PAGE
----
One note fills the whole space. Then we add another—and a third.
In these troubling times, we asked some of our favorite writers to tell us about books (and other things) that bring hope and healing.
Here at CC, we have some recommendations for your shopping list.
In the midst of all the unarmed black people dying at the hands of police and the even larger problem of anti-black ideology that has normed our society, I thought it fitting to share Moe's song. Let me know what you think about his song entitled Brown Skin.
My mind ventured off to the Contemporary Christian Music concerts I attended with my youth group. CCM was taking off, and evangelical teens had a mass of buying power. In my home, my mom would pay for any CCM that I wanted. So I listened to the music and even attended Disney’s Night of Joy. It was a magical evening in the kingdom. As Michael W. Smith sang in front of the Cinderella’s Castle, girls in the audience would raise their hands and scream, “WE LOVE YOU, MICHAEL!”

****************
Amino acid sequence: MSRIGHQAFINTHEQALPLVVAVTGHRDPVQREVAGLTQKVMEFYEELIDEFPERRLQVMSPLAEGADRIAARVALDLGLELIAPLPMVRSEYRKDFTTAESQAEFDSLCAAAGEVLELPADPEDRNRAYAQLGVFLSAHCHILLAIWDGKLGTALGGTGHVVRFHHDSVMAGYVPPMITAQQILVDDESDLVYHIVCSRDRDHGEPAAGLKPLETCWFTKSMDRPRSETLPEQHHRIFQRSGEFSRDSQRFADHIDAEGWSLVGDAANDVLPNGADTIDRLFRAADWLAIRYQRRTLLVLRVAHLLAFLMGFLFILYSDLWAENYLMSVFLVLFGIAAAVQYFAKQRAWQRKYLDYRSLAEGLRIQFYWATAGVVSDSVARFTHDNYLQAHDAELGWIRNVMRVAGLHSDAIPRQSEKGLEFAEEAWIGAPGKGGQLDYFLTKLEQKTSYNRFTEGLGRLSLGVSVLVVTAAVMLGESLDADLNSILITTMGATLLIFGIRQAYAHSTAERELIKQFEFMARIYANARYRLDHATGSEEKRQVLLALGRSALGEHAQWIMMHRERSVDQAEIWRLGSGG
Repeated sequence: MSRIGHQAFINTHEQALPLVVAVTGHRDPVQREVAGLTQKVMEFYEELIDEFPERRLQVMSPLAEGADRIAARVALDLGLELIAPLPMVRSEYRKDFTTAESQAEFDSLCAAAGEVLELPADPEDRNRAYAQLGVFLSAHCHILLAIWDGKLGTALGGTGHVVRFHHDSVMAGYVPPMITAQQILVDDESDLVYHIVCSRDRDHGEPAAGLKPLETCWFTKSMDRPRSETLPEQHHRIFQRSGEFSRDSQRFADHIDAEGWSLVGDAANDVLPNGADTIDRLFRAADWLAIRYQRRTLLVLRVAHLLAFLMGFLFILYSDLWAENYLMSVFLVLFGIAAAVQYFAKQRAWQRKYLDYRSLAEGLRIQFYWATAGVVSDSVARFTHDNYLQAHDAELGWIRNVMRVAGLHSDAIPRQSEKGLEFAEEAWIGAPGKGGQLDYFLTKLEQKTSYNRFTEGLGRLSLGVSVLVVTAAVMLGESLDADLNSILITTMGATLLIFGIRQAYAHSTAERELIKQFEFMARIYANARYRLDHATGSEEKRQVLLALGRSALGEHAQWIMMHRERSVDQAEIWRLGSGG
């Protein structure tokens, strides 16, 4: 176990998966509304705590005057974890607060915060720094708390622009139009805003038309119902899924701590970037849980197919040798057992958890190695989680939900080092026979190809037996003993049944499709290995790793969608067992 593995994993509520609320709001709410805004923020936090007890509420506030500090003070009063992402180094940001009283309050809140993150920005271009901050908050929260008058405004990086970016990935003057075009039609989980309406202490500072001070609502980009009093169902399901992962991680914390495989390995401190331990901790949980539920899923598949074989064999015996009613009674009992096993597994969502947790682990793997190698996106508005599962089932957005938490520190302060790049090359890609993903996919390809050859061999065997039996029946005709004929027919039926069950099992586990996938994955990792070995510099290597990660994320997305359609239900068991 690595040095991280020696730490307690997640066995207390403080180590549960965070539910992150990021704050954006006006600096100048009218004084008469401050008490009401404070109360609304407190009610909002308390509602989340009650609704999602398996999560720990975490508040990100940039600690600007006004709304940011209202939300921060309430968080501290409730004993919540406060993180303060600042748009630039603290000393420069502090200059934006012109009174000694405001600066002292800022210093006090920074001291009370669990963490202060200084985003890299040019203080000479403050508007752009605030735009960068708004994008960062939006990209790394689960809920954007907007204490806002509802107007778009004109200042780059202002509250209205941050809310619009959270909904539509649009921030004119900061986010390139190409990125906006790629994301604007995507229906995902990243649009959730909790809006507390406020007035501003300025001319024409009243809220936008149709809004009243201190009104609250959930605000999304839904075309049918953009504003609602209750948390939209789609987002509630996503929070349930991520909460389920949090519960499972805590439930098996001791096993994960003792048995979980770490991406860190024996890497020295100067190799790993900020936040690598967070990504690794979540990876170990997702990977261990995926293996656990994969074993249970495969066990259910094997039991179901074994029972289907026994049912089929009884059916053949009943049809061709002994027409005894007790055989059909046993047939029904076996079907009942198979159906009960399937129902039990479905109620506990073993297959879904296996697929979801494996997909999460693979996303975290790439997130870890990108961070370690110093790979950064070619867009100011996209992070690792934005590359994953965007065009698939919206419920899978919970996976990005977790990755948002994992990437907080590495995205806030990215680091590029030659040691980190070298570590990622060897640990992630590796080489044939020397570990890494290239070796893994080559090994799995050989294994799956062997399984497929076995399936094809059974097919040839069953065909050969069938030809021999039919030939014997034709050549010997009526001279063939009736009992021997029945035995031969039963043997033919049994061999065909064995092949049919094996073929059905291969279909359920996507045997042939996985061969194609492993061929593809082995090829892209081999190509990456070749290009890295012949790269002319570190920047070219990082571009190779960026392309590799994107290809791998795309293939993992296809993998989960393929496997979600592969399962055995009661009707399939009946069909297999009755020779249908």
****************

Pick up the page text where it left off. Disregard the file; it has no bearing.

After school, I was milking the cow and listening to the radio when I heard a menacing baritone intone the words, "I shot a man in Reno just to watch him die." It made an impression.
Faith, as Marcelo learns in Franciso X. Stork's young-adult novel, is following the music when we don't hear it.
Early Christian writers recognized music's emotional power. Just as often, however, they commended it for its powers of harmony--in both the musical and extramusical sense.
Christian music these days is pushing across the boundaries of what many churches and denominations used to regard as acceptable. The introduction of new styles of music in worship—often styles associated with secular popular culture—symbolizes the extent of a given church’s cultural relevance and outreach. For that reason, it’s increasingly important for churches to become not only more inclusive and diverse, but also more discerning and discriminating in their musical offerings.